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​​2011-12-06: Cities adapting to a changing climate

THE leadership of the local government around the world is meeting to discuss the Local Government Programme for Climate Change at Durban City Hall as part of the COP 17.

More than 100 mayors around the world have attended the Durban Local Government Convention on adapting to a changing climate. COP 17 in Africa is an opportunity to highlight the issue and the importance of a balanced response to climate change that put emphasis on adaptation as an immediate challenge of the municipalities of the developing world while recognizing the need to contribute to the reduction of the green house emissions.

Cheikh Mmadou Abiboulaye Dieye’, Mayor of the City of Saint Louis, Senegal; Vladimir Mata, City Administrator, Dagupan City, Philippines; Ayfer Baykal, Mayor for Environment of the City of Copenhegen, Denmark; Stephen Mandel, Mayor of the City of Edmonton, Canada; Parks Tau, Mayor of the City of Johannesburg, South Africa and Samuel Okello, Mayor of Kisumu Municipal Council, Kenya presented their cities case study on adapting to a changing climate during the Durban Local Government Convection.

The City of Johannesburg Executive Mayor, Clr Parks Tau said, “The City of Johannesburg has completed a risk and vulnerability study that forms the basis of the Adaptation Action Plan. Climate model projections for the City of Johannesburg indicate that the local climate is likely to become both significantly hotter and more humid in future”.

As a result of these and other projected climatic changes, a number of risks have been identified and which have been categorized as follows:

Risk T1: Increase in Heat-Related Deaths
Risk T2: Increased Energy Demand
Risk T3: Increased Water Demand (within the City of Joburg)
Risk TP5: Biodiversity Impacts on Disease Vectors (Health Risks)
Risk P1: Urban Flood Risk – Damage to Water Supply & Sanitation Infrastructure
Risk P2: Urban Flood Risk – Damage to Property, Personal Injury and Impacts on Livelihood
Risk P3: Urban Flood Risk – Increased Road Accidents and Traffic Congestion
Risk P4: Urban Flood Risk to Electrical & Telecom Infrastructure
Risk X1: Disruption to Water Security (arising from outside the City of Joburg)
Risk X2: Climate-Change-driven Refugees and Migrants
The City of Johannesburg has developed and approved a JOBURG 2040 strategy, which is based on building three key outcomes namely: Sustainability, Resilience and liveability – these are based on four pillars, human and social development, inclusive economic growth, governance and environment and services.

As Johannesburg continues to develop, it faces the challenge of ensuring growth does not negatively affect the carrying capacity of the natural environment. The concepts of sustainability, resilience and liveable urbanism find greater synergy here. Ideas relating to the environment and services, in the context of sustainability and resilience, are fundamentally about Johannesburg’s ability to manage its resource scarcity, ensuring that decisions and actions hold the least harm for the environment, while delivering on a realistic set of service responsibilities with the support of appropriate infrastructure networks.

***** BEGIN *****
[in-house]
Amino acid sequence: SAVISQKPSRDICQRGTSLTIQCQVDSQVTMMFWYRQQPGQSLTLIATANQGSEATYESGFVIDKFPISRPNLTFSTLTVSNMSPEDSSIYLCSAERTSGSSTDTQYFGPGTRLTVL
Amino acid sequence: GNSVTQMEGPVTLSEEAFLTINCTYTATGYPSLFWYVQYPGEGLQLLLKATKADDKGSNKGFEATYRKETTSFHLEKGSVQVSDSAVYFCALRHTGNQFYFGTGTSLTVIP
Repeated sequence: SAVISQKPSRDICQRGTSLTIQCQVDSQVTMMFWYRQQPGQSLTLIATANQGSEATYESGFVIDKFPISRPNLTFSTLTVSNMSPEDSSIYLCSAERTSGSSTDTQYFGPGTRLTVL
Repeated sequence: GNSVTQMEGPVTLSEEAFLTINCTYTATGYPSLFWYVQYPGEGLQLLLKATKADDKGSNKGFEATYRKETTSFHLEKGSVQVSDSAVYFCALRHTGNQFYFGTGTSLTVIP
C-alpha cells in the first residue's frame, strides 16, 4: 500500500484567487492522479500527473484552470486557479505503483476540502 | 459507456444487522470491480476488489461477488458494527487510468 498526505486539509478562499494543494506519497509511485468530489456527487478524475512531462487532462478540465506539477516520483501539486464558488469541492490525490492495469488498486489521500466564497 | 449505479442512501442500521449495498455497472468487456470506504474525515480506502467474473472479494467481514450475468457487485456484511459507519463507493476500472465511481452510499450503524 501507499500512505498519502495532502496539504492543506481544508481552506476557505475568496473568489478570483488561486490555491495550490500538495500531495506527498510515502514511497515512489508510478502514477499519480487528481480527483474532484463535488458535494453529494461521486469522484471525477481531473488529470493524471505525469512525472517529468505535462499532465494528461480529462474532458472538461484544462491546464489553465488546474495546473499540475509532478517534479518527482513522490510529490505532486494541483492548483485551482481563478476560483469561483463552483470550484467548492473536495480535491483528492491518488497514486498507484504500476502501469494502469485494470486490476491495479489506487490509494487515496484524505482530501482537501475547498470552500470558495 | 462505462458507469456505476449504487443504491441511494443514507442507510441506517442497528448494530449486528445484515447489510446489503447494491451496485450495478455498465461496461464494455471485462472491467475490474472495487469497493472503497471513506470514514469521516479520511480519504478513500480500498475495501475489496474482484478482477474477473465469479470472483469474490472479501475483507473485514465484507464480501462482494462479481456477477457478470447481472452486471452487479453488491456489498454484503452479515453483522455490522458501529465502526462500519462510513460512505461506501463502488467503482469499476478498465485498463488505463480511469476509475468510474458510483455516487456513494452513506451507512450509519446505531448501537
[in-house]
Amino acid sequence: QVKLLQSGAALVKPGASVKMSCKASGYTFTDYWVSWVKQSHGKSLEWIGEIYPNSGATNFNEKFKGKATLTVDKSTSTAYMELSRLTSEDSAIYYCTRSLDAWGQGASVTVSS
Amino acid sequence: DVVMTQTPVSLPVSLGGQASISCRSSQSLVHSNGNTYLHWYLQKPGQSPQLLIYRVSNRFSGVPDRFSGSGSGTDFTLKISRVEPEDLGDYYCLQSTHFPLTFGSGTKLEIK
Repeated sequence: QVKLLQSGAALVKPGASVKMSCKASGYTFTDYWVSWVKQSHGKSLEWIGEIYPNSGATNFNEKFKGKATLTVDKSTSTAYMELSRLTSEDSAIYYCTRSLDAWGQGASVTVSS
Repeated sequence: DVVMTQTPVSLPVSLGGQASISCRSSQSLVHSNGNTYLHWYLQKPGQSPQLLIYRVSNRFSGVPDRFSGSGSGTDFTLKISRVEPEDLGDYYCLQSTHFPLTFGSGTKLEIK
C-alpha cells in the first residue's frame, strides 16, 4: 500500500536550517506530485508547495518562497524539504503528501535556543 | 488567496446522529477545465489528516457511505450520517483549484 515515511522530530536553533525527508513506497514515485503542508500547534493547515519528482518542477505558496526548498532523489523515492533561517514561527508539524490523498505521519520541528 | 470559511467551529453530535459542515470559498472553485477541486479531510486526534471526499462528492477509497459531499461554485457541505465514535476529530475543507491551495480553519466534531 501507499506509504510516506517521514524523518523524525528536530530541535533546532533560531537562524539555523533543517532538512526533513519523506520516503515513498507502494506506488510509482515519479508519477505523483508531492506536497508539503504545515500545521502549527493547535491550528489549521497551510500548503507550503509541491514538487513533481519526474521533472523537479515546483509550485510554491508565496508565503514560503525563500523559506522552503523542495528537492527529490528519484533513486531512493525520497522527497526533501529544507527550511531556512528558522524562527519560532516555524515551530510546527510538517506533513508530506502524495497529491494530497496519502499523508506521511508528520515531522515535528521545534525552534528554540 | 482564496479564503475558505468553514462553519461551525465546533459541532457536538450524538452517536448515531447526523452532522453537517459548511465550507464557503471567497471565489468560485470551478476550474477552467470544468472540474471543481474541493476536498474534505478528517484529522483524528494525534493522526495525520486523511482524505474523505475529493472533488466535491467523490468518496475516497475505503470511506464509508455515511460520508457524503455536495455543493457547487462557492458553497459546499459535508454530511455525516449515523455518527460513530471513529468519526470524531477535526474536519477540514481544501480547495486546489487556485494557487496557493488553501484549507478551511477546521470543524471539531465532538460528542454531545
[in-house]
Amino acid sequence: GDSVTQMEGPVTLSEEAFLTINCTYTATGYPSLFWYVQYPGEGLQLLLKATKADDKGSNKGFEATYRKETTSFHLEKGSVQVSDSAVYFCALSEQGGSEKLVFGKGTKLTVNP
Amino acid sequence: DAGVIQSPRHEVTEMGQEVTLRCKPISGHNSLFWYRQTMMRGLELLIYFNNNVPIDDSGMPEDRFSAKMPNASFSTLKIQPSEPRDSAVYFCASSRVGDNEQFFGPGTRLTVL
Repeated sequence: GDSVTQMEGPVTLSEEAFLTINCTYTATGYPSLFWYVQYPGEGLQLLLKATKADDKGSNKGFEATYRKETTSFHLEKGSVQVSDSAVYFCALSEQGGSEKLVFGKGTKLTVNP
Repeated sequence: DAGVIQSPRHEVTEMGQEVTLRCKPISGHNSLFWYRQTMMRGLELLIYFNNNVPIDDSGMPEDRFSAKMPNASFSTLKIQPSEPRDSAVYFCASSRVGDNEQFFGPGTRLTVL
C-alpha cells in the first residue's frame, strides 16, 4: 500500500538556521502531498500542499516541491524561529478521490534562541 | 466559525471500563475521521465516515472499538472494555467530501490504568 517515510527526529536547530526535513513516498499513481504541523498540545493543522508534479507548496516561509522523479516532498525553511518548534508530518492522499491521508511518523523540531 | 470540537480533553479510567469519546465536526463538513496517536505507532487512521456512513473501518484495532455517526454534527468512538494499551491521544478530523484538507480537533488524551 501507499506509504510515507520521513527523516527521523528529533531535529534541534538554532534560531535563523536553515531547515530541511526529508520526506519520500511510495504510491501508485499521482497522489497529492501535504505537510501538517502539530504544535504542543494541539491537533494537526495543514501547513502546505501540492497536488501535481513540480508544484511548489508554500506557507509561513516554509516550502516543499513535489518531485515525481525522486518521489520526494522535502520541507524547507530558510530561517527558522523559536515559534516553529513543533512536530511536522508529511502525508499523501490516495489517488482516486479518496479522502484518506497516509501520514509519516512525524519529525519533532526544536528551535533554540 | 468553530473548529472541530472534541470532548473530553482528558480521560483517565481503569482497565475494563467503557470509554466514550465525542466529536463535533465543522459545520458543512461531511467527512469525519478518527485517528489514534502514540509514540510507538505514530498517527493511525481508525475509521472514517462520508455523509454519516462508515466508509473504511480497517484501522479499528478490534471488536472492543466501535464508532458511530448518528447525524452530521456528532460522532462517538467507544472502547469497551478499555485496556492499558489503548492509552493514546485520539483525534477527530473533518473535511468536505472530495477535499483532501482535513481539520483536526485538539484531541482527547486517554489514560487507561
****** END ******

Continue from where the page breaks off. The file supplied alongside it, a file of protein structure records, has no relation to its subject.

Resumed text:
Tau said, “The City has developed structures and programs which provide and capacitate communities to develop local solutions to mitigate against disasters and this is achieved through community education and awareness”

The City of Johannesburg has an institutional capacity to reduce vulnerability to climate and disaster risk including departments such as Emergency Management Services, instruments such as Joint Operation Centres, Early Warning Systems, Disaster Centres, stakeholder management systems and resource mobilization system.

Samuel Okello, the Executive Mayor of Kisumu in Kenya, said “Kisumu like other cities in the world is affected by unprecedented climate change”. Kisumu is the third largest city in Kenya.

“Kisumu is experiencing rapid urbanisation coupled with other dynamics of a fast growing city. Increased demand for space continues to erode green areas, parks, trees and agricultural surfaces reducing ability for carbon absorption, increased green house gas emission due to transport and industrial activities. Poor waste management (liquid and solid) resulting in pollution of the environment”, Okello.

Mayors have the opportunity to sign the Durban Adaption Charter publicly and request the Executive Mayor of eThekwini Municipality to formally present it on their behalves to the High Level Segment of COP17/CMP7.


For more information contact:
Nkosinathi Nkabinde                                        
Communication Specialist                                      
City of Johannesburg Public Liaison Department                             
Tel: (011) 407-6477
Cell: 083 408 7787
E-mail: ​